The Washington-based Construction Industry Safety Coalition has just issued a series of recommendations emphasizing both the prevention of and response to the coronavirus in the construction industry.
Job site protective measures, according to the guidance, will require employers to order any employee, contractor, or visitor at a job site to “leave the work site and return home,” should they show any COVID-19 symptoms.
Employers and employee should use the six-foot “personal space” rule in all meetings: “Where work trailers are used, only necessary employees should enter the trailers and all employees should maintain social distancing while inside the trailer.”
Employees are additionally encouraged to “stagger breaks and lunches, if possible, to reduce the size of any group at any one time to less than ten people.”
The practice of employees sharing tools should also be discouraged, says the guidance, adding: “To the extent that tools must be shared, the company will provide alcohol-based wipes to clean tools before and after use.”
Employees should also use or drive the same equipment and truck when possible, while also avoiding ride-sharing.
Common sources of drinking water, such as a cooler, should be discontinued in favor of employees using individual water bottles.
“Site deliveries will be permitted, but should be property coordinated in line with the employer’s minimal contact and cleaning protocols. Delivery personnel should remain in their vehicles if at all possible.”
The Construction Industry Safety Coalition is made up of just over two dozen trade associations representing the building and demolition industries, as well as commercial and home building, road repair, and material suppliers.
By Garry Boulard
Exactly $600,000 has been approved for renovations to the busy Roosevelt Science Hall on the Portales campus of Eastern New Mexico University.
Originally built in 1953 as a men’s residence hall, the 42,000 square foot Roosevelt building was repurposed in the mid-1990s as the center of the school’s science department, housing classrooms, labs, and offices.
Renovation work on the structure, which is a part of ENMU’s five-year capital improvement plan, will include upgrading the building’s heating, cooling, and electrical systems.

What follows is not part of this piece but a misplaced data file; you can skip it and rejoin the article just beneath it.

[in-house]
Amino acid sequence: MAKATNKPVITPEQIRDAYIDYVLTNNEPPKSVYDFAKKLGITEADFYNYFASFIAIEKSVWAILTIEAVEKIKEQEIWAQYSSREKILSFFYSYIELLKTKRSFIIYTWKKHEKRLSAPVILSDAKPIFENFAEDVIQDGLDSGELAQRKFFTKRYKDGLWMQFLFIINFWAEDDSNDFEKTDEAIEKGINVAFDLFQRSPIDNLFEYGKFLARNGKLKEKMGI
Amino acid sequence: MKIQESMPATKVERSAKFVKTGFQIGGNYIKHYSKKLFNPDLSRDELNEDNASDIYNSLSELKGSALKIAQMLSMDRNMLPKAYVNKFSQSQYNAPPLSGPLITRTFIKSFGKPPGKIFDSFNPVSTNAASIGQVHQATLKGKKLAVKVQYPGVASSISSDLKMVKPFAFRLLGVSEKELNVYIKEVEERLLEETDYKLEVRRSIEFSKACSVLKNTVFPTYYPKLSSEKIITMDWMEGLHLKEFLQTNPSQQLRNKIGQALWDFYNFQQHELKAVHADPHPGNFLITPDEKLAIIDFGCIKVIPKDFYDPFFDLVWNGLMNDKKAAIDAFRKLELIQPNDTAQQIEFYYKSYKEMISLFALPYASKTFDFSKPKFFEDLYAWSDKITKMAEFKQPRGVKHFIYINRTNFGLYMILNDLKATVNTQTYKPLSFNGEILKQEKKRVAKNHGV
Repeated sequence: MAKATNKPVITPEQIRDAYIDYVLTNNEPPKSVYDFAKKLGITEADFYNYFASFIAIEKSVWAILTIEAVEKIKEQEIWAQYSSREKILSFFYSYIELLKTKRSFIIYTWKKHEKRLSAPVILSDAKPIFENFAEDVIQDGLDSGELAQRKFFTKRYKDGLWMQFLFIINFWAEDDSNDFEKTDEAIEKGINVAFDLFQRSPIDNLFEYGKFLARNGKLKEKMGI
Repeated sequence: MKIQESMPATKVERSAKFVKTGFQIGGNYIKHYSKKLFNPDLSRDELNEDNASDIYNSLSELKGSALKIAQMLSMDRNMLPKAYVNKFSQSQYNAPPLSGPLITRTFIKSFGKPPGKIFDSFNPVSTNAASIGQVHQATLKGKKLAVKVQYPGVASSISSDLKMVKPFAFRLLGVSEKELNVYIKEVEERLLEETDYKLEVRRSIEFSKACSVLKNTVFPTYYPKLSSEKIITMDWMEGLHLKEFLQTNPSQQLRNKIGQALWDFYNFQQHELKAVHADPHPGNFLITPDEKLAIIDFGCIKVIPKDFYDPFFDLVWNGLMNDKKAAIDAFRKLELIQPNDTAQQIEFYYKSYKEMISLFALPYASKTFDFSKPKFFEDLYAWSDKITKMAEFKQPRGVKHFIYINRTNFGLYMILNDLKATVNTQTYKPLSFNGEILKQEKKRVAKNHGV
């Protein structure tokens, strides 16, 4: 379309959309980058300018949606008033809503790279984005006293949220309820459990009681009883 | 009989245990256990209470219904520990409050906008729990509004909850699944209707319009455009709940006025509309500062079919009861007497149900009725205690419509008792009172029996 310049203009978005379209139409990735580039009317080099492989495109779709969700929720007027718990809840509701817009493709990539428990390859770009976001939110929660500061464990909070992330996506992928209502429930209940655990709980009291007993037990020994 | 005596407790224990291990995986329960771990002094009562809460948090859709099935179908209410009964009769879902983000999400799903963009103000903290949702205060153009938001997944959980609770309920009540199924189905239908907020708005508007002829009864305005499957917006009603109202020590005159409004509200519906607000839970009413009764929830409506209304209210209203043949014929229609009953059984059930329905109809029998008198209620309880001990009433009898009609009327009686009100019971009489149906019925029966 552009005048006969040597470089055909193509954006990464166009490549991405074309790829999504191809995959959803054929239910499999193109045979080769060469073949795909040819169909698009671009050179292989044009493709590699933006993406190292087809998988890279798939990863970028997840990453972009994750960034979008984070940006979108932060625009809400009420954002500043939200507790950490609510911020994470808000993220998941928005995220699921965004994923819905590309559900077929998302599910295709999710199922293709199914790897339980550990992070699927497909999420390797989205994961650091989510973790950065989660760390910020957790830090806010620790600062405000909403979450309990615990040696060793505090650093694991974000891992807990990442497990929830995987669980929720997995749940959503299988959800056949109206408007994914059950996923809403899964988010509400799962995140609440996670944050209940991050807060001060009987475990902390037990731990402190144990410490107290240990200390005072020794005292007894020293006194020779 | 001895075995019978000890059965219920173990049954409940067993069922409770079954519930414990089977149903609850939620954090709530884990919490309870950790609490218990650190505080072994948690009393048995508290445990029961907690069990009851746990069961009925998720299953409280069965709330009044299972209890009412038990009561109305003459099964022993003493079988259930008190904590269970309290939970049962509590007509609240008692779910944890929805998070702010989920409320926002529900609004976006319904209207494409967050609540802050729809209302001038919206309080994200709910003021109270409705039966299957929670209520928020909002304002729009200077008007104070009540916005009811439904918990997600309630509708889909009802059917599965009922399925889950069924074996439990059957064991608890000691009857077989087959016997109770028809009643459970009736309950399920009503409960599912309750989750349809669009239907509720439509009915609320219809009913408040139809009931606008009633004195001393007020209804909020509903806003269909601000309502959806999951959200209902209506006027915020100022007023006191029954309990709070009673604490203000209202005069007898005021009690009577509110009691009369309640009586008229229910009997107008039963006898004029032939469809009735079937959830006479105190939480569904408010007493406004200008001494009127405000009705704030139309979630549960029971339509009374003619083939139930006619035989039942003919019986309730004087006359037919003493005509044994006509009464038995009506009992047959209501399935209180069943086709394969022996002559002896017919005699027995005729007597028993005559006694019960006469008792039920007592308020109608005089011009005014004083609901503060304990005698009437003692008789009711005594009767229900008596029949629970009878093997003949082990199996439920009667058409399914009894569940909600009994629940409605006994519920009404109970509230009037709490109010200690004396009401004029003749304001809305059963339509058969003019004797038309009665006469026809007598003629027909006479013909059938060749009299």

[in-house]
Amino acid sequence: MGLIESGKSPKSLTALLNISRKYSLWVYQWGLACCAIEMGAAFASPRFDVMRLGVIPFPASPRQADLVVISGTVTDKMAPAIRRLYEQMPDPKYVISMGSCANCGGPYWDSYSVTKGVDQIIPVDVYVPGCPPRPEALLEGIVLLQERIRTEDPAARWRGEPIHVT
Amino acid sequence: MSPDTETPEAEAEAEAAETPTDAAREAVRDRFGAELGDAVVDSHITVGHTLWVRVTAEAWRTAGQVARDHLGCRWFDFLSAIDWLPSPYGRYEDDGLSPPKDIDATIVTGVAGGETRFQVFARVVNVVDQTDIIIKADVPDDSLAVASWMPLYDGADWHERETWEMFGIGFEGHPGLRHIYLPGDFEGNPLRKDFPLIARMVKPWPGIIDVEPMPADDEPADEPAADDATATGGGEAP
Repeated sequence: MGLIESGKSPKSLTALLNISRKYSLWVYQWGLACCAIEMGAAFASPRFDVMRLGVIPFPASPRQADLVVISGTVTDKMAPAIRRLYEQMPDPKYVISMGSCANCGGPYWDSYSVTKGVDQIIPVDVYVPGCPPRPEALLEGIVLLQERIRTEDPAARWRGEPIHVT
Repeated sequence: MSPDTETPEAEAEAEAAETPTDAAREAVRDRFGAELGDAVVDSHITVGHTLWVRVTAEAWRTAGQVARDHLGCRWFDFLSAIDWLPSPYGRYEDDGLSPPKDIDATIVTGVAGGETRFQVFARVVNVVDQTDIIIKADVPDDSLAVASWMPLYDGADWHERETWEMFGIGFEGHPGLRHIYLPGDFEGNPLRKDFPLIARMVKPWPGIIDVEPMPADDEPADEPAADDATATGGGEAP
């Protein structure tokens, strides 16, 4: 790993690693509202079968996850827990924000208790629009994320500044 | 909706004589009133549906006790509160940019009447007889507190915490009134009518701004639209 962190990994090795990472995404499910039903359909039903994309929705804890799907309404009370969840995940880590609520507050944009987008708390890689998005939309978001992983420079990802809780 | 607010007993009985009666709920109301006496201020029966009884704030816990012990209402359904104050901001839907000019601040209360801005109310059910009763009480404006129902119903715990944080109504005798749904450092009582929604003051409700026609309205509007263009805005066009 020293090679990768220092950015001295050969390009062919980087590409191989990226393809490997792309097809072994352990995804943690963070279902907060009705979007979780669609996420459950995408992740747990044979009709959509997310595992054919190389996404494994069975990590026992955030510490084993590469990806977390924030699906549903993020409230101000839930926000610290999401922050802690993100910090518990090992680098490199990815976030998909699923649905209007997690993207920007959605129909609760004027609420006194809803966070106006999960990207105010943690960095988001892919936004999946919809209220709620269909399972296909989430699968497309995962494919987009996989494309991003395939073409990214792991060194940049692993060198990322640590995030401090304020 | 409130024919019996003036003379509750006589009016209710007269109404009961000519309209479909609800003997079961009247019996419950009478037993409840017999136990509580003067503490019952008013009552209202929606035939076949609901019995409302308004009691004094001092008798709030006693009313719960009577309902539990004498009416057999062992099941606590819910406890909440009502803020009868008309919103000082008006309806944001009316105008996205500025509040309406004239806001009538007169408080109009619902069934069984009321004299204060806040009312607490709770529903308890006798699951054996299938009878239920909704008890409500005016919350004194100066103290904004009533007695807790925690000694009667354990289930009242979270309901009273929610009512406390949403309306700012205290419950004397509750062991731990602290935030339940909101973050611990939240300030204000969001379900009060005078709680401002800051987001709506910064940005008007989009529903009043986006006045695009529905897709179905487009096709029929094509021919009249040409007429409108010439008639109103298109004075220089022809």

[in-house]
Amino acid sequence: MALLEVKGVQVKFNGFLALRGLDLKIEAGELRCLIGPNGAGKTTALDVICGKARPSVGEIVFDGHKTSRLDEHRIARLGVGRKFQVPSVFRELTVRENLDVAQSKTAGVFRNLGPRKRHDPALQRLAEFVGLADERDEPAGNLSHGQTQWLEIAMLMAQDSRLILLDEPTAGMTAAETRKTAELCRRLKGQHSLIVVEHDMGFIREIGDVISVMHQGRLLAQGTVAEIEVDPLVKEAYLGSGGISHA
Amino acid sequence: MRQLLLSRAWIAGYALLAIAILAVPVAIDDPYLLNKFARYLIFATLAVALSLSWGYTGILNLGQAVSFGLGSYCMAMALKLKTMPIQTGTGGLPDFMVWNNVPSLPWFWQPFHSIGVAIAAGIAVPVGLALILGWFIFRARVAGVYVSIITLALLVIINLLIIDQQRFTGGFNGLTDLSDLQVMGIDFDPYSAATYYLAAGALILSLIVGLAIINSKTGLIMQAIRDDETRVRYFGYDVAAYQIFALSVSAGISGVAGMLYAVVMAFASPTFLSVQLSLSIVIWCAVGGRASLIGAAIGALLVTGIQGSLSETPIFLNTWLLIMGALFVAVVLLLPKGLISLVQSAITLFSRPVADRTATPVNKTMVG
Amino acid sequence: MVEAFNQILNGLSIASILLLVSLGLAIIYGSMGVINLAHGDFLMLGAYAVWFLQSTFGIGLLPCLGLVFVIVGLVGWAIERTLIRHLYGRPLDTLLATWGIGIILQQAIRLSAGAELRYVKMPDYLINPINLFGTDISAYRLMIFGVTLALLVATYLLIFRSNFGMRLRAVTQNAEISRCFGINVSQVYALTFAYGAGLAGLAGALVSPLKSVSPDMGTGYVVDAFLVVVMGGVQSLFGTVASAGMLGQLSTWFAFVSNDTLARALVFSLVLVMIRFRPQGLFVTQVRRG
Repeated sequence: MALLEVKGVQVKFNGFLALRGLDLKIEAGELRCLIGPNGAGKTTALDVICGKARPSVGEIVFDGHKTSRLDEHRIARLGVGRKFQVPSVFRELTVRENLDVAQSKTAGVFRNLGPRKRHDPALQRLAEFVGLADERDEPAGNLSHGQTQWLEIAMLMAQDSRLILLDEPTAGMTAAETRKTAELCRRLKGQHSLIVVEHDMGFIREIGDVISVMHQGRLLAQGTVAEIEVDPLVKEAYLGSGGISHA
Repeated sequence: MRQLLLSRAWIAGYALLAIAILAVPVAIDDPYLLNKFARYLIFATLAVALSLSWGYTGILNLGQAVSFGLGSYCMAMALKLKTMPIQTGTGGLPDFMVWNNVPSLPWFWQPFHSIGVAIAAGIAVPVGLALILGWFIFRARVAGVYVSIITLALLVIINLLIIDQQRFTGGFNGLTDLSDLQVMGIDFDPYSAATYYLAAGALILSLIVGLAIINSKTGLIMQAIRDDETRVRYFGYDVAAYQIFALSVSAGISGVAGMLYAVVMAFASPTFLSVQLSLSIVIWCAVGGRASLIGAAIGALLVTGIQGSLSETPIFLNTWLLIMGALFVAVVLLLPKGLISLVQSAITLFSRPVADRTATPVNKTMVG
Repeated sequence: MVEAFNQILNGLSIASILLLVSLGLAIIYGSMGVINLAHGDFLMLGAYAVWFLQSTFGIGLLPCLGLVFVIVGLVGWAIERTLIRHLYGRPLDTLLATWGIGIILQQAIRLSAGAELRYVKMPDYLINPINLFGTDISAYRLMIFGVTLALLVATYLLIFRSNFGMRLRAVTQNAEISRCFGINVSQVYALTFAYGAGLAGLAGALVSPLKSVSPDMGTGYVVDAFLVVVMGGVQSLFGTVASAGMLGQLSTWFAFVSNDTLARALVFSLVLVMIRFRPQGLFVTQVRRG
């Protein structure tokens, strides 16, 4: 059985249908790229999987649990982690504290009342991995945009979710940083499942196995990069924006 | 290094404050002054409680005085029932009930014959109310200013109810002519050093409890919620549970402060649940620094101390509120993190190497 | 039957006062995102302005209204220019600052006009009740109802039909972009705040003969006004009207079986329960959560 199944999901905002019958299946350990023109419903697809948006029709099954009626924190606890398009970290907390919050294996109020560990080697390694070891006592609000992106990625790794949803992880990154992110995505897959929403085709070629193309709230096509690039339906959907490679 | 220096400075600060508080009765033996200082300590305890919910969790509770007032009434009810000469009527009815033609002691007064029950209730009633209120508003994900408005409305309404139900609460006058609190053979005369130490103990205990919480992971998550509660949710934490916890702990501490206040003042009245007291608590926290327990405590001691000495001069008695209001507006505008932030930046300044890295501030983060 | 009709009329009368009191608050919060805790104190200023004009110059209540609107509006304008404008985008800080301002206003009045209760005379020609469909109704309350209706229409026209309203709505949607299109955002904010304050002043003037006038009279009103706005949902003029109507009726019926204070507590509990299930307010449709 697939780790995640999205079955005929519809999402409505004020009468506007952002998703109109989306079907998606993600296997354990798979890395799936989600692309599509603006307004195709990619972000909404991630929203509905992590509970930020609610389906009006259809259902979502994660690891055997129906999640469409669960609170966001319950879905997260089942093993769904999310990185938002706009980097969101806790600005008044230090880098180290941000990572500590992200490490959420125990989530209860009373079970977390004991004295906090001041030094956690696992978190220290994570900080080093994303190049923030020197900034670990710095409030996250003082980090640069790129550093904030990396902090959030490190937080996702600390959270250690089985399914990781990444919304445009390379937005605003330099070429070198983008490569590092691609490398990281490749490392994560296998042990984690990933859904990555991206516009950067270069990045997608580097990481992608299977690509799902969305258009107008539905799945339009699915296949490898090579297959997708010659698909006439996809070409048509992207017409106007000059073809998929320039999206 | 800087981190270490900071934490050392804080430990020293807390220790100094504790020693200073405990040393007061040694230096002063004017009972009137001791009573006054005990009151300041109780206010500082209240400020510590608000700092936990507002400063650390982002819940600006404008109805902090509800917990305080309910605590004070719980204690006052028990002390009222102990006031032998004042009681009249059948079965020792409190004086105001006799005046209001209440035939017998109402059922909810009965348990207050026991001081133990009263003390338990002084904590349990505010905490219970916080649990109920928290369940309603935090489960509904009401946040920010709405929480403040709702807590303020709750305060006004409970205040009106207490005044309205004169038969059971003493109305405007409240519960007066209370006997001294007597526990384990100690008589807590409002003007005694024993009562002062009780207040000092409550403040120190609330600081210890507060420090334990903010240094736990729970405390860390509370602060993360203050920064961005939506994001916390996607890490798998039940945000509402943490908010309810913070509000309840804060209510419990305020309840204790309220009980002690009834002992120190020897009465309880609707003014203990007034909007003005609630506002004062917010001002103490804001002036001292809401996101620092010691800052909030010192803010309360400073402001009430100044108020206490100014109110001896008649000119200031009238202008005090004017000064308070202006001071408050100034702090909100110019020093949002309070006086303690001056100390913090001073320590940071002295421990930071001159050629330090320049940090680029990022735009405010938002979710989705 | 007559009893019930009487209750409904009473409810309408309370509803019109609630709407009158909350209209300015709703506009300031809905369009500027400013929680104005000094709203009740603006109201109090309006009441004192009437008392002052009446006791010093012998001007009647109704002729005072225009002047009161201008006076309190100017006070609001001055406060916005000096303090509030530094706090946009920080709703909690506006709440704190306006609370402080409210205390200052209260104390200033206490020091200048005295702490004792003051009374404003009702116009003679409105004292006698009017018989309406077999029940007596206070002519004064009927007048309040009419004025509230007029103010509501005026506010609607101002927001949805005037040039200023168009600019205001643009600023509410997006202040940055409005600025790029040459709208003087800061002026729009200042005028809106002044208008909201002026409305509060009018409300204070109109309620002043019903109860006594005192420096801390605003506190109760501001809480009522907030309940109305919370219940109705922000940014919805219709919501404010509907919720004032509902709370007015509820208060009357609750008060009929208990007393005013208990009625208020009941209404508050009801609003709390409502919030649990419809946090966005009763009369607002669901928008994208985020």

The building is also the home to the Miles and Minerals Museum, which features a collection of animals, plants, and insects indigenous to New Mexico.
ENMU officials have said that they expect to see work begin on the Roosevelt building early next summer.
The Governor also signed off on $350,000 for the construction of a covered storage facility on the Portales campus, as well as just over $800,000 for the building of a new video surveillance system, along with electrical system upgrades, on the Roswell campus.
The main Silver City campus of Western New Mexico University is receiving $390,000 for campus pathway improvements, along with another $70,000 for the renovation of its Veterans Resource Center.
The largest WNMU capital outlay, at $2.5 million, will go for the construction of a new learning center, which will go up on a 42-acre site at the school’s Deming campus.
By design, the center, currently housed in a building at 2300 E. Pine Street, is dedicated to English as a Second Language and General Education Development instruction for a primarily rural, multicultural, and multilingual population.
By Garry Boulard
Up to $1.6 million in state funding for cosmetic improvements to the Dreamstyle Arena on the main campus of the University of New Mexico has been secured.
That money was originally passed by members of the New Mexico State Legislature in the recently-concluded winter 2020 session.
The project at the Dreamstyle Arena, which is the home for UNM’s Lobo basketball team, was the largest of 36 facility construction and upgrade projects approved for the state’s largest university by lawmakers.
Of that number, Governor Michelle Lujan Grisham signed off on 31 with a capital outlay funding total of some $6.8 million out of the nearly $7.6 million in funding originally approved by the legislature.
Other large UNM projects winning the support of the Governor include $800,000 for improvements to the school’s Popejoy Hall; $750,000 for an Olympic Sport Training Center; and $300,000 for improvements to a learning commons space at the Zimmerman Library.